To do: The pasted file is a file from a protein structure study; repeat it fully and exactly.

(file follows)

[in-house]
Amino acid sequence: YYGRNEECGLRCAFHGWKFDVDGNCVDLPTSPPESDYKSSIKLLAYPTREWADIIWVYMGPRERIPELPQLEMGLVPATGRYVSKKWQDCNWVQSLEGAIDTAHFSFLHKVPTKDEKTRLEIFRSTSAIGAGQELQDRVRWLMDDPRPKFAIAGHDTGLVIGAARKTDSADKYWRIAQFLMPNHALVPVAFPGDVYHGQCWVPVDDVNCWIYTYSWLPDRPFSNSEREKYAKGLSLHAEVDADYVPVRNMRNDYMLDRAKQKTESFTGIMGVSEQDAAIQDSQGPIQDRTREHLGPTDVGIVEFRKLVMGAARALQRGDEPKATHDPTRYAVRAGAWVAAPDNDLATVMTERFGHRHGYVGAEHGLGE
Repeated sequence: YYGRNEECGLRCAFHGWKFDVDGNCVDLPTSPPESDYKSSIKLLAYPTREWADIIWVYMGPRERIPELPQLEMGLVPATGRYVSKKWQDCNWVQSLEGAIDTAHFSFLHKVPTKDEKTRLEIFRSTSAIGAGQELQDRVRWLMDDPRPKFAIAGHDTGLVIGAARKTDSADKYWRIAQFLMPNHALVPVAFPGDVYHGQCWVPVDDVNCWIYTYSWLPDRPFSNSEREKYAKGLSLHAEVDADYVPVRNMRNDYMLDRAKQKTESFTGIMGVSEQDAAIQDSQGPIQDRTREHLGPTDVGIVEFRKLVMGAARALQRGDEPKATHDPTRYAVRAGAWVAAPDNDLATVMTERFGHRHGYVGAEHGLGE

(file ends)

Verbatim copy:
[in-house]
Amino acid sequence: YYGRNEECGLRCAFHGWKFDVDGNCVDLPTSPPESDYKSSIKLLAYPTREWADIIWVYMGPRERIPELPQLEMGLVPATGRYVSKKWQDCNWVQSLEGAIDTAHFSFLHKVPTKDEKTRLEIFRSTSAIGAGQELQDRVRWLMDDPRPKFAIAGHDTGLVIGAARKTDSADKYWRIAQFLMPNHALVPVAFPGDVYHGQCWVPVDDVNCWIYTYSWLPDRPFSNSEREKYAKGLSLHAEVDADYVPVRNMRNDYMLDRAKQKTESFTGIMGVSEQDAAIQDSQGPIQDRTREHLGPTDVGIVEFRKLVMGAARALQRGDEPKATHDPTRYAVRAGAWVAAPDNDLATVMTERFGHRHGYVGAEHGLGE
Repeated sequence: YYGRNEECGLRCAFHGWKFDVDGNCVDLPTSPPESDYKSSIKLLAYPTREWADIIWVYMGPRERIPELPQLEMGLVPATGRYVSKKWQDCNWVQSLEGAIDTAHFSFLHKVPTKDEKTRLEIFRSTSAIGAGQELQDRVRWLMDDPRPKFAIAGHDTGLVIGAARKTDSADKYWRIAQFLMPNHALVPVAFPGDVYHGQCWVPVDDVNCWIYTYSWLPDRPFSNSEREKYAKGLSLHAEVDADYVPVRNMRNDYMLDRAKQKTESFTGIMGVSEQDAAIQDSQGPIQDRTREHLGPTDVGIVEFRKLVMGAARALQRGDEPKATHDPTRYAVRAGAWVAAPDNDLATVMTERFGHRHGYVGAEHGLGE